Lecture 18 – Text as Data

DSC 80, Spring 2022



Remember to refer to dsc80.com/resources/#regular-expressions.

Example: Log parsing

Recall the log string from a few lectures ago.

Let's use our new regex syntax (including capturing groups) to extract the day, month, year, and time from the log string s.

While above regex works, it is not very specific. It works on incorrectly formatted log strings.

The more specific, the better!

A benefit of new_exp over exp is that it doesn't capture anything when the string doesn't follow the format we specified.

Another character class

The \b character class refers to "word boundaries". It matches anything that separates letters/digits/underscores.

Remember, the \w character class refers to letters, digits, and underscores, i.e. "word" characters.

Question: What's with the \\?

Aside: "raw" strings

Sometimes, the regex meaning and Python meaning of a special string clash.

To prevent Python from interpreting \b, \n, etc. as its own special strings, and to keep them in their "raw" form, use raw strings.

To create a raw string, add the character r right before the quotes.

Raw strings can help us avoid misinterpretations like the one below.

If you don't want to use a raw string, you'd instead have to escape the \b with another \, as we did on the previous slide:


Limitations of regexes

Writing a regular expression is like writing a program.

Regular expressions are terrible at certain types of problems. Examples:

Below is a regular expression that validates email addresses in Perl. See this article for more details.

StackOverflow crashed due to regex! See this article for the details.


Quantifying text data

Quantifying text data

Example: San Diego employee salaries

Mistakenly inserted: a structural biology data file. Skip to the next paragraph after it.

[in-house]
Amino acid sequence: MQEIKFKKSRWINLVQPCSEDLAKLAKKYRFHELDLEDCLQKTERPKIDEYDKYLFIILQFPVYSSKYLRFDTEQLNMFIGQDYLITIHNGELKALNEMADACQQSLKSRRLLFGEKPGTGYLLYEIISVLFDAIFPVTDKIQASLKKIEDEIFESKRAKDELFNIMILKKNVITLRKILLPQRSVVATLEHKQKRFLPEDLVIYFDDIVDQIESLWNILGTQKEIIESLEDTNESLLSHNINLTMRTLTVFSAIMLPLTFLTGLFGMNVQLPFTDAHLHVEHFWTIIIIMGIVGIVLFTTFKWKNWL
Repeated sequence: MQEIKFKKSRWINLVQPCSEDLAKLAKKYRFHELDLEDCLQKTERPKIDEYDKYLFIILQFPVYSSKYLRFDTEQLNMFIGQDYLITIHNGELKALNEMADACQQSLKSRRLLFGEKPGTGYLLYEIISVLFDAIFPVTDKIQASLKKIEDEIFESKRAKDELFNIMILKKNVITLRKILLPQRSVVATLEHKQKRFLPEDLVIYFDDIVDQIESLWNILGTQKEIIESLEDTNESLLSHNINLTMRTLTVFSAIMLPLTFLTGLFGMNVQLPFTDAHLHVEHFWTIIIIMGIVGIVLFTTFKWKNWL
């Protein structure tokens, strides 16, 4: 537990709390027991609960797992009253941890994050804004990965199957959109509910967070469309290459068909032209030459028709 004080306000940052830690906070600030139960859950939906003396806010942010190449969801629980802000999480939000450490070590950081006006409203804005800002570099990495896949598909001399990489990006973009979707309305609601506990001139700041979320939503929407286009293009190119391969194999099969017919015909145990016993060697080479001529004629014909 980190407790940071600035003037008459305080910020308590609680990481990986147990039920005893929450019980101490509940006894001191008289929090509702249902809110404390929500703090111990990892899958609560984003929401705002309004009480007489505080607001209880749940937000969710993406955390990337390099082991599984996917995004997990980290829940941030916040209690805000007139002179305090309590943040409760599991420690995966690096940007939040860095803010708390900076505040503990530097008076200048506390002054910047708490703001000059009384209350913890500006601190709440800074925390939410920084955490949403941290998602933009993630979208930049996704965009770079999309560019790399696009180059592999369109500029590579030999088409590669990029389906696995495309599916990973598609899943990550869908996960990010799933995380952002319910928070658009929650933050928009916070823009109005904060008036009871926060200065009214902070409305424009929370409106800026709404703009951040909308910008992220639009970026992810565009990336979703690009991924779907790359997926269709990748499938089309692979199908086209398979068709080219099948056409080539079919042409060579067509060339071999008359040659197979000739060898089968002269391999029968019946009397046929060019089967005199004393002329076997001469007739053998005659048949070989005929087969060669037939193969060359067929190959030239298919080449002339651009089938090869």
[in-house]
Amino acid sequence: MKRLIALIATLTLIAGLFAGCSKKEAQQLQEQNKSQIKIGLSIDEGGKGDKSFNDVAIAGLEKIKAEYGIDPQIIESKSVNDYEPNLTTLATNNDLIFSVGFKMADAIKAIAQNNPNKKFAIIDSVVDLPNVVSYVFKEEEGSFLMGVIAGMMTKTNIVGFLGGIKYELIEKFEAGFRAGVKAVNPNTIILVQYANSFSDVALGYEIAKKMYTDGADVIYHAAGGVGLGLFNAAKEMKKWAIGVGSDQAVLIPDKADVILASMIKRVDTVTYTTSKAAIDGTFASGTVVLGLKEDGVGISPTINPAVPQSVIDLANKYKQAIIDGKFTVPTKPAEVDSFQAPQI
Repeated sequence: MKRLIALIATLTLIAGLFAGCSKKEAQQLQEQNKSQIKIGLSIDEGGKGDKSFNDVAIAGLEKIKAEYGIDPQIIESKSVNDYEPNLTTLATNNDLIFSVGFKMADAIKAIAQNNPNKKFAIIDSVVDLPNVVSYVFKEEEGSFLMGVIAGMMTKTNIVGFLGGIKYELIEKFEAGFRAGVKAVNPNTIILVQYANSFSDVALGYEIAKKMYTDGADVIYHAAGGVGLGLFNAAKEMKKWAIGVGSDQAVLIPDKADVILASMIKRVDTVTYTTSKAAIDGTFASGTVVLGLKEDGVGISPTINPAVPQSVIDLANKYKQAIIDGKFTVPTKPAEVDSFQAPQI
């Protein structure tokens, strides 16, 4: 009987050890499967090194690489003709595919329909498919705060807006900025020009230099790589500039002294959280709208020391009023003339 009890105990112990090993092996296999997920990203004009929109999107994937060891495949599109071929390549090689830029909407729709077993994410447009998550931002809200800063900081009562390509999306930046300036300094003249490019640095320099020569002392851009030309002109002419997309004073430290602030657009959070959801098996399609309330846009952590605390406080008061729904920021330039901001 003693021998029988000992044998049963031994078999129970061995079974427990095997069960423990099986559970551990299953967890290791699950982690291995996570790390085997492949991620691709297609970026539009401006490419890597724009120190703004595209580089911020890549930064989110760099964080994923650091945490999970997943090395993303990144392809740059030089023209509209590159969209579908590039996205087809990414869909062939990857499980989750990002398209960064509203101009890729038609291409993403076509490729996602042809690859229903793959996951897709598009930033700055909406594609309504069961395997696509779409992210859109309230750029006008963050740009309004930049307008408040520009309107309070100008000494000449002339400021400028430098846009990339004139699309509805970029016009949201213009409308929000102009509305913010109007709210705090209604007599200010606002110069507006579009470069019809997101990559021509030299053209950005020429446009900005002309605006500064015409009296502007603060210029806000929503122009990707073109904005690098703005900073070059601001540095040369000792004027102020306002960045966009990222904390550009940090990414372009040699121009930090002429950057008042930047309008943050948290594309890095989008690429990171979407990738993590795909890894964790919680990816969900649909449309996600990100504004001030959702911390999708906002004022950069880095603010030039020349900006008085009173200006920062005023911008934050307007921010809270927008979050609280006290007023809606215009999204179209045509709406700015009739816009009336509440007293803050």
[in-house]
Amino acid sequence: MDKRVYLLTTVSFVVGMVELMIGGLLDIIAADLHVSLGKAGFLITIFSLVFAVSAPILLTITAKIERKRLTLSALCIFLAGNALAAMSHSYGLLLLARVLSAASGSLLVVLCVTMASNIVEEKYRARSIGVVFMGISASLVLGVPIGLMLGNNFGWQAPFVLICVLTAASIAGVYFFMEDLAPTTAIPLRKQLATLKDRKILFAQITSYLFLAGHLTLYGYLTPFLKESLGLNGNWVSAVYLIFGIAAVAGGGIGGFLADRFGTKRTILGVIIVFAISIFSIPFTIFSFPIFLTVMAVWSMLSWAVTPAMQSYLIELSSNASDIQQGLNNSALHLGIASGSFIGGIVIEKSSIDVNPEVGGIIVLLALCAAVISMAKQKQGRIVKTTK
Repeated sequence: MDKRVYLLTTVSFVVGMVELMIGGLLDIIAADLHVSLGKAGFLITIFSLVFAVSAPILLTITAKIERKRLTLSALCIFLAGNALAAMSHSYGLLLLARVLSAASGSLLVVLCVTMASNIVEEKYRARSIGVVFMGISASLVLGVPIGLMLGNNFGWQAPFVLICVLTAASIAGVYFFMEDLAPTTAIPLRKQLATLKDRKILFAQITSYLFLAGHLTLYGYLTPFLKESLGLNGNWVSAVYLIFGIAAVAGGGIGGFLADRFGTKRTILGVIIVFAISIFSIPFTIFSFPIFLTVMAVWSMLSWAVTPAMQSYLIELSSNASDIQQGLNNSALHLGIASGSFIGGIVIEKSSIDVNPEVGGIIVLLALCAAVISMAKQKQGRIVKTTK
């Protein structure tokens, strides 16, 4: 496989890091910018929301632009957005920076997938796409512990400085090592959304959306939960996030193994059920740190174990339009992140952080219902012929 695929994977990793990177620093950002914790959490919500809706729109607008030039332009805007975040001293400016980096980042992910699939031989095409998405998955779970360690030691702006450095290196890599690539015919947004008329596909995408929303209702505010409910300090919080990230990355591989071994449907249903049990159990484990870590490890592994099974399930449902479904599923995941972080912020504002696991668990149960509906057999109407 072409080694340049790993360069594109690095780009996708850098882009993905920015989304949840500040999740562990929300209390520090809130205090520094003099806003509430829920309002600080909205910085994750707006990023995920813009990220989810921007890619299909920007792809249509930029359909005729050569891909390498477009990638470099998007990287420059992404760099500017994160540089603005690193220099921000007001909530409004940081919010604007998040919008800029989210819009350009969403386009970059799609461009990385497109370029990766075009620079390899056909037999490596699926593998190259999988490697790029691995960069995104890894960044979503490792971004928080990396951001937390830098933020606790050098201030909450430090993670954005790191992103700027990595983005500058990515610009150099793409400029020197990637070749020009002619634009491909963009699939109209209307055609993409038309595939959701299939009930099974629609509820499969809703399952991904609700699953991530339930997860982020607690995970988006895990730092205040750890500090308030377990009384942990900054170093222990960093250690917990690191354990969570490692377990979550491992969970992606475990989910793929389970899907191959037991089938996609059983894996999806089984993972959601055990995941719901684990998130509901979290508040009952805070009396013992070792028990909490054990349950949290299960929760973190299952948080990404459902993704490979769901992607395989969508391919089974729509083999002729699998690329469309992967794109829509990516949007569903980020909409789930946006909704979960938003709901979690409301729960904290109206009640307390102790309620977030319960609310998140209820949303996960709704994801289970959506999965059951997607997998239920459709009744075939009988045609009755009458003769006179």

Recall, in Lectures 1 and 2, we worked with a dataset of San Diego city employee salaries in 2020.

We asked the question, "Does gender influence pay?"

A followup question to that was "Do men and women make similar salaries amongst those with similar jobs?" – but what makes two jobs similar?

Exploring job titles

How many job titles are there in the dataset? How many unique job titles are there?

What are the most common job titles?

Messiness of job titles

Run the cell below repeatedly to get a feel for the "messiness" of job titles in their current state.

Canonicalizing job titles

Let's try to canonicalize job titles. To do this, we'll look at:


Are there job titles with unnecessary punctuation that we can remove?

It seems like we should replace these pieces of punctuation with a single space.

"Glue" words

Are there job titles with "glue" words in the middle, such as Assistant to the Chief?

To figure out if any titles contain the word 'to', we can't just do the following, because it will evaluate to True for job titles that have 'to' anywhere in them, even if not as a standalone word.

Instead, we need to look for 'to' separated by word boundaries.

We can look for other filler words too, like 'the' and 'for'.

We should probably remove these "glue" words.

Fixing punctuation and removing "glue" words

To canonicalize job titles, we'll start by:


Which job titles are inconsistently described? Let's look at three categories – librarians, engineers, and directors.

The limits of canonicalization

Bag of words 👜

A counts matrix

Let's create a "counts" matrix, such that:

Such a matrix might look like:

senior lecturer teaching professor assistant associate
senior lecturer 1 1 0 0 0 0
assistant teaching professor 0 0 1 1 1 0
associate professor 0 0 0 1 0 1